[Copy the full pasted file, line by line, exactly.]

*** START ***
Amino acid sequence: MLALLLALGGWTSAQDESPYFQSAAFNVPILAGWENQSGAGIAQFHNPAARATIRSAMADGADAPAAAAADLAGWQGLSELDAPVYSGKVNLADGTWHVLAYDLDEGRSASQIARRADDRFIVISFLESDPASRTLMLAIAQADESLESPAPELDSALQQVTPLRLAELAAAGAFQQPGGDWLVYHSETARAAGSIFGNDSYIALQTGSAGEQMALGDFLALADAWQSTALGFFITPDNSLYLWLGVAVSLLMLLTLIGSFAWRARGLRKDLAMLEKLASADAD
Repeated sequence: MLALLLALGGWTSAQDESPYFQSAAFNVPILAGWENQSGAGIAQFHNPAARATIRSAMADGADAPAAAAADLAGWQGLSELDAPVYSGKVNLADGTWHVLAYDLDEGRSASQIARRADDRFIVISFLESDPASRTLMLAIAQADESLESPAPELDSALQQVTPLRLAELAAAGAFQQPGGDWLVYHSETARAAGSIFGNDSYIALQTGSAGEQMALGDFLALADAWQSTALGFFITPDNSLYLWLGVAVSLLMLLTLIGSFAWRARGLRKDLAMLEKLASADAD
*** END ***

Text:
Amino acid sequence: MLALLLALGGWTSAQDESPYFQSAAFNVPILAGWENQSGAGIAQFHNPAARATIRSAMADGADAPAAAAADLAGWQGLSELDAPVYSGKVNLADGTWHVLAYDLDEGRSASQIARRADDRFIVISFLESDPASRTLMLAIAQADESLESPAPELDSALQQVTPLRLAELAAAGAFQQPGGDWLVYHSETARAAGSIFGNDSYIALQTGSAGEQMALGDFLALADAWQSTALGFFITPDNSLYLWLGVAVSLLMLLTLIGSFAWRARGLRKDLAMLEKLASADAD
Repeated sequence: MLALLLALGGWTSAQDESPYFQSAAFNVPILAGWENQSGAGIAQFHNPAARATIRSAMADGADAPAAAAADLAGWQGLSELDAPVYSGKVNLADGTWHVLAYDLDEGRSASQIARRADDRFIVISFLESDPASRTLMLAIAQADESLESPAPELDSALQQVTPLRLAELAAAGAFQQPGGDWLVYHSETARAAGSIFGNDSYIALQTGSAGEQMALGDFLALADAWQSTALGFFITPDNSLYLWLGVAVSLLMLLTLIGSFAWRARGLRKDLAMLEKLASADAD